Hepatocellular carcinoma (HCC) is the third most common cause of cancer-related mortality worldwide (1). This Fast Fact provides an overview of staging and treatment options for generalist and palliative care clinicians who are often asked to navigate complicated decision making in HCC patients.
*Barcelona Clinic Liver Cancer; bEastern Cooperative Oncology Group Performance Status
Prognosis and Quality of Life (QoL): Only 10-15% of HCC patients have curative options at the time of diagnosis (2). This clinical factor plus the high prevalence of cirrhosis as a comorbidity contributes to a 5-year survival rate of only 10% (3). BCLC staging is an important prognostic factor. Whereas, the one-year survival rate is 77-83% with treatment (33% without treatment) when HCC is localized to the liver; the one-year survival of metastatic disease is only 15% (3). HCC patients often suffer from pain, jaundice, anorexia, and depression as well as ascites, fatigue and edema from coexisting cirrhosis (4). This debilitating symptom burden leads to a diminished health-related quality of life (QoL) (4).
Localized, Arterially Directed Therapy: While normal liver tissue is perfused by the hepatic artery and portal vein, HCC is almost exclusively supplied by the hepatic artery (5). This has led to the development of arterially directed techniques to block hepatic tumor perfusion via the localized delivery of chemotherapy or radiotherapy. These procedures are performed and clinically monitored by specialized interventional radiologists. They are reserved for patients with unresectable HCC who have preserved liver function, an ECOG PS of 0-2, and no evidence of extra-hepatic disease (6). Relative contraindications include infection, leukopenia, renal insufficiency, decompensated heart failure, hepatic encephalopathy, and biliary obstruction. The goal of this therapy is to improve QoL, prolong survival, and in some cases, downstage the tumor in hopes of making the mass surgically resectable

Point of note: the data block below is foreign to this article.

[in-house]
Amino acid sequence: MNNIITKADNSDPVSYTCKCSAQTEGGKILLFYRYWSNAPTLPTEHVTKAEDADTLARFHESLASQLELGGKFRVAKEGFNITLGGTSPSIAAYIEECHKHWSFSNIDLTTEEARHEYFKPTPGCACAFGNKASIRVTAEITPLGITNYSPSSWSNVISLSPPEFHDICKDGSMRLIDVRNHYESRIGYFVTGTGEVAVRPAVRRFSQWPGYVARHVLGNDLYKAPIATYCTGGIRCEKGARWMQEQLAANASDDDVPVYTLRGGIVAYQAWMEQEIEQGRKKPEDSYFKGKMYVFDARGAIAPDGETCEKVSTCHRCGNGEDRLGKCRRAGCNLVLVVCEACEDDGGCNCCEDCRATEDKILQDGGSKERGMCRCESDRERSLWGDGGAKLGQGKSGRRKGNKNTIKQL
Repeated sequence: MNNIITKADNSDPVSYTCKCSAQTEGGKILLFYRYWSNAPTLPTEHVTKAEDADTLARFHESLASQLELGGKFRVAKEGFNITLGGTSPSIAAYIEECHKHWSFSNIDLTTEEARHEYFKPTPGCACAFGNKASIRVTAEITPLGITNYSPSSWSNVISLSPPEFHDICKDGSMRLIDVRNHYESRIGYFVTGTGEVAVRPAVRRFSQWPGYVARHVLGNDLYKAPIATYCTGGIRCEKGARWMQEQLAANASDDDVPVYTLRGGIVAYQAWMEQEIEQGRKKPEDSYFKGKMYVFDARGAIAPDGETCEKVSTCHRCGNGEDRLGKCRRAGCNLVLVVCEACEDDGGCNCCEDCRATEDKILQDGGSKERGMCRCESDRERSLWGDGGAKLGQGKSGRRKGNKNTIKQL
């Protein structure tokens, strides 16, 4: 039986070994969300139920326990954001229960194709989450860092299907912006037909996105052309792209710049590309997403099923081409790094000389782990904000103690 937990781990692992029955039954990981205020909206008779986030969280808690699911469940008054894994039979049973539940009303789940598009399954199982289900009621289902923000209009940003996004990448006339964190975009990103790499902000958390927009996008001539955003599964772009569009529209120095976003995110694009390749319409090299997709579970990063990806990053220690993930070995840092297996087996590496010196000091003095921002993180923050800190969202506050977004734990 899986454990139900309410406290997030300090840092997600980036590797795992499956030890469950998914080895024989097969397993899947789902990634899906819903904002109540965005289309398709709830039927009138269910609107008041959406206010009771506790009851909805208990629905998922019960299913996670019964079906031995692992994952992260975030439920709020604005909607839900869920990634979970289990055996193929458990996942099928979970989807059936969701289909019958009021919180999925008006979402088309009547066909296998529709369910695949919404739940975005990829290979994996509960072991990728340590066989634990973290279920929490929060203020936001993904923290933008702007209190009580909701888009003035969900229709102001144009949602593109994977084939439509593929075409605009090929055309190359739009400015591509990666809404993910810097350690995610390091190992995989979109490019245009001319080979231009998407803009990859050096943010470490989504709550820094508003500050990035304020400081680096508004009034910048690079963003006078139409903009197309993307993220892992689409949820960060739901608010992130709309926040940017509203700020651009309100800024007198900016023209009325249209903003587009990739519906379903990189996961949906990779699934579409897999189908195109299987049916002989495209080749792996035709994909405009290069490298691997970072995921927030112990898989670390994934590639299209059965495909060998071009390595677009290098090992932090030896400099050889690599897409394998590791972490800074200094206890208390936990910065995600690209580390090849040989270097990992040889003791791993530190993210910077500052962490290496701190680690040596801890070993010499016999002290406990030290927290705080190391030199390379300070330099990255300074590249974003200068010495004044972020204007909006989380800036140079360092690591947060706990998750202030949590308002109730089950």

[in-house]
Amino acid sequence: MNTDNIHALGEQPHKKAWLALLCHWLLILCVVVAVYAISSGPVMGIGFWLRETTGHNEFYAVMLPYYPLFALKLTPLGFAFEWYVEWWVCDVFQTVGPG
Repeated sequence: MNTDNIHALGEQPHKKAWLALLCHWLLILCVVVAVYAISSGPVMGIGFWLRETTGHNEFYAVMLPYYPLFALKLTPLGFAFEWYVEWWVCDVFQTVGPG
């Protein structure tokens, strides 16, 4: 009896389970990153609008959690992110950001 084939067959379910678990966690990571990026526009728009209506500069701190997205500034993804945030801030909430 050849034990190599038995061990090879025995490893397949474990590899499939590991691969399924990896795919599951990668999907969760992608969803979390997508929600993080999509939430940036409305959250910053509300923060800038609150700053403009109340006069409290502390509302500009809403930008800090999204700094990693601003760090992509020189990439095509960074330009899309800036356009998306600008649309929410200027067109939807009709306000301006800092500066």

Commonly Used Localized, Arterially Directed Therapies
- Conventional Transarterial Chemoembolization (cTACE): cTACE uses a combination of cytotoxic chemotherapy (typically cisplatin and doxorubicin) and an oily embolic material called lipiodol. This substance is injected into the hepatic arteries directly supplying the liver mass (7).
- Drug Eluting Bead Transarterial Chemoembolization (DEB-TACE): DEB-TACE differs from cTACE by using drug eluting microspheres instead of lipiodol to locally administer chemotherapy which are associated with increased tumor retention and less systemic toxicity (8).
- Radioembolization with Yttrium-90 (Y-90): Microspheres made of glass or resin are tagged with a radioactive material, most commonly Y-90, and delivered to the malignant liver mass via tumor feeding arteries to induce tumor cell death (9).
Treatment Effect on Symptoms and Quality of Life: Studies have demonstrated survival benefits as well as improvements in patient-reported outcomes including QoL, pain, function, and emotional well-being with cTACE, DEB-TACE, and Y-90 in patients with BCLC B or C disease (10-12). Compared to cTACE, Y-90 was associated with less nervousness, less side effects, less hospitalizations, and an improved QoL (12). However, Y-90 is more expensive with an approximate cost of $31,000 to $48,000 comparted to $17,000 for cTACE (13). In many centers, cTACE is more commonly utilized, but controversy remains regarding the optimal localized, arterially directed therapy.
Treatment Complications: Postembolization syndrome characterized by a resolving, 3-day course of pain, nausea, and vomiting can occur with cTACE and DEB-TACE. A short course of IV opioids, corticosteroids, 5HT3 receptor antagonists, and/or ketorolac in a hospital setting have been described as an effective way to manage this syndrome (14). In more rare circumstances, chemoembolization can lead to vascular injury, hepatic failure, abscess formation, tumor rupture, ulcer formation, and biliary duct injury (15). Y-90 is not associated with postembolization syndrome and severe complications appear to be rarer. As a result, hospitalization is often unnecessary (6,16).
Progression After Localized Therapy: Many with advanced HCC are faced with the complicated decision of whether to pursue systemic targeted therapy, most usually oral sorafenib. Although sorafenib is associated with a significant improvement in median survival (10.7 months vs 7.9 months with placebo) for patients with BCLC Stage C (17,18), several trade-offs need to be considered. These trade-offs include a substantial risk for diarrhea, nausea, liver dysfunction, and cytopenia. It is also associated with increased health care costs and clinic visits which can be barriers for hospice initiation. Hence, QoL, not just prognostic, concerns need to be elicited before deciding about sorafenib. For HCC patients with life prolonging goals who progress through sorafenib therapy, the FDA approved the use of nivolumab based on phase 1 and 2 data showing a 18.2% response rate (19).